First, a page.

Maintenance schedules different - ripoff?

I moved from the UK to the US 4 years ago and was surprised at the frequency of oil/filter changes recommended in the US - every 6 months, about twice that of the UK which is every 12 months. I have a 2007 Prius and have compared what Toyota recommend in the UK and US for the SAME CAR… Toyota US says every 6 months or 5,000 miles (; Toyota UK says every 12 months or 9,000 miles (http://www…/PRIUS.pdf).

So… I believe the engines are identical, the only possible justification would be that the oil used in the US is poorer quality? But I am left wondering if the reality is that either Brits are trashing their engines (unlikely) or US owners are being ripped off in maintenance costs. Any ideas?

the only possible justification would be that the oil used in the US is poorer quality?

If you look at the average mileage put on American cars compared to cars from the UK…last I checked it was more then double the mileage. Gas is so much cheaper here and many area’s of the country you could end up with long commutes it’s easy to put 40k miles on a car. If I planned on keeping my car for 300k miles (like I have my last two vehicles)…if I changed my oil every 9k miles it wouldn’t last the 300k miles.

In Europe the oil typically has a tighter and better spec and is typically synthetic. The cost is also much higher due to attached environmental costs. So better oil coupled to environmental costs and standard practice extends the oil changes.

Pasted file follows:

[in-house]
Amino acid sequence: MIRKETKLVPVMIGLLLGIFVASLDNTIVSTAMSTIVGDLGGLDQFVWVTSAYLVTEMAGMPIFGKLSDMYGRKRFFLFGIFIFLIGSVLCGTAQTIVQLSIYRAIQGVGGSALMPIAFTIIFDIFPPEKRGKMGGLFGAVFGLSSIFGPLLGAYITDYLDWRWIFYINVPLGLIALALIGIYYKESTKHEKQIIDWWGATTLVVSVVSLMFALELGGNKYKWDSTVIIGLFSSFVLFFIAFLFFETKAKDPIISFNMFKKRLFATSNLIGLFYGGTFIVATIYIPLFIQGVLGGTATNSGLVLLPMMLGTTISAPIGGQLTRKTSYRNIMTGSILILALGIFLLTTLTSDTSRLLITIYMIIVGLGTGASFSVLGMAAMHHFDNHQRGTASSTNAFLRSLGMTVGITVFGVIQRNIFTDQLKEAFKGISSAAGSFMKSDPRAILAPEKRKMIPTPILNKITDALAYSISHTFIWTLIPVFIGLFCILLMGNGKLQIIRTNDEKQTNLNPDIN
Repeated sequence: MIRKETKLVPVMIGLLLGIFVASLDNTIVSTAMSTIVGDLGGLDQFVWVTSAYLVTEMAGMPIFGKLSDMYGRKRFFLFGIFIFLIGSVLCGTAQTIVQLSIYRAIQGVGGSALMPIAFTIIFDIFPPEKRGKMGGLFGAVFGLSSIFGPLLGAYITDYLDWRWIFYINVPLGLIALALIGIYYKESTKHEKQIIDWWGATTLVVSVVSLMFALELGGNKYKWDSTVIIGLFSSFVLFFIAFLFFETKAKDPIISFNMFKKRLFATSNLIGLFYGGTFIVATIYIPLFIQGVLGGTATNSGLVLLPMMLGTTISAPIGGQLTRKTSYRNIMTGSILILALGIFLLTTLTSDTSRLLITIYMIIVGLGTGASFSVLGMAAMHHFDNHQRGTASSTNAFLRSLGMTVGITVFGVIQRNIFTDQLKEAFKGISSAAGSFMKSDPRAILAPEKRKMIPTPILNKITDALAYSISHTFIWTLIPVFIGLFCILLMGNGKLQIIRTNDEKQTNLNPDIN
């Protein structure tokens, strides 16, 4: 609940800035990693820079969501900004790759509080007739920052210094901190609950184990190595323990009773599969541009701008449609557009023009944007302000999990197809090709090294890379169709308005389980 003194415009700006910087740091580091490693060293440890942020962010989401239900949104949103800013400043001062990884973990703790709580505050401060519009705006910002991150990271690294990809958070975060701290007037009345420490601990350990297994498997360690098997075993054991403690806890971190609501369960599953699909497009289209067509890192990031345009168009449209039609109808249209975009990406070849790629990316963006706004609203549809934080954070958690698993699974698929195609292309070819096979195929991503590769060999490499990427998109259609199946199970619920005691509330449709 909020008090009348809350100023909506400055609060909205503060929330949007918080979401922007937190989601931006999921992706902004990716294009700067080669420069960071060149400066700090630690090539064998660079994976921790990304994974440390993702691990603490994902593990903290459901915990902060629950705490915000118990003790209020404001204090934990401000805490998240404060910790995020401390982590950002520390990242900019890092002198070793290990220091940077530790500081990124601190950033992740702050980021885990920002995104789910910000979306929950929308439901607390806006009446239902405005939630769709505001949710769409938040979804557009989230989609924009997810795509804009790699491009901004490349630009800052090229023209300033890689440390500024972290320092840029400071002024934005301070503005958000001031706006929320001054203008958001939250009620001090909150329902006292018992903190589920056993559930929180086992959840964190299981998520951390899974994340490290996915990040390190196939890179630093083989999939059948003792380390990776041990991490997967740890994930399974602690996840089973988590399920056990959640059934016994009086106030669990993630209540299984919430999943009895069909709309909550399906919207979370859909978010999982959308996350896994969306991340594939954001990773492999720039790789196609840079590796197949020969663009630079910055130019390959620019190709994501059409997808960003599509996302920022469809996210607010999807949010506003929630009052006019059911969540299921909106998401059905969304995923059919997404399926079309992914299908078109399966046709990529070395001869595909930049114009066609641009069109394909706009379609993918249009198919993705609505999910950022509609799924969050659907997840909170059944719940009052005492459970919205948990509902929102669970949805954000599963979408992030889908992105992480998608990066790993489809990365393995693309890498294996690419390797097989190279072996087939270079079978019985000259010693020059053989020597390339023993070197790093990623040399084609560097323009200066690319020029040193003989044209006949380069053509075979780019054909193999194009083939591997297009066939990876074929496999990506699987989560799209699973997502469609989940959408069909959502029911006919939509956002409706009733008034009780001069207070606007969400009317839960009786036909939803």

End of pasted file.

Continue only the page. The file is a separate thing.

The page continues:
Anywhere we can find the relevant specs?

No exact specs, but this article does speak to the issue of differences between US and European oil specs:

And, for whatever it’s worth, here is what Wikipedia has to say on the issue:

"By the early 1990s, many of the European original equipment manufacturer (OEM) car manufacturers felt that the direction of the American API oil standards was not compatible with the needs of a motor oil to be used in their motors. As a result many leading European motor manufacturers created and developed their own “OEM” oil standards.

Probably the most well known of these are the VW50*.0* series from Volkswagen Group, and the MB22*.** from Mercedes-Benz. Other European OEM standards are from General Motors, for the Vauxhall, Opel and Saab brands, the Ford “WSS” standards, BMW Special Oils and BMW Longlife standards, Porsche, and the PSA Group of Peugeot and Citro?n.

In recent times, very highly specialised “extended drain” “longlife” oils have arisen, whereby, taking Volkswagen Group vehicles, a petrol engine can now go up to 2 years or 30,000 km (approximately 18,600 miles), and a diesel engine can go up to 2 years or 50,000 km (approximately 31,000 miles) - before requiring an oil change. BMW, GM, Mercedes and PSA all have their own similar longlife oil standards.[citation needed]

Furthermore, virtually all European OEM standards require a long duration of longevity of the HTHS (High Temperature, High Shear) viscosity, many around the 3.5 cP (3.5 mPa?s).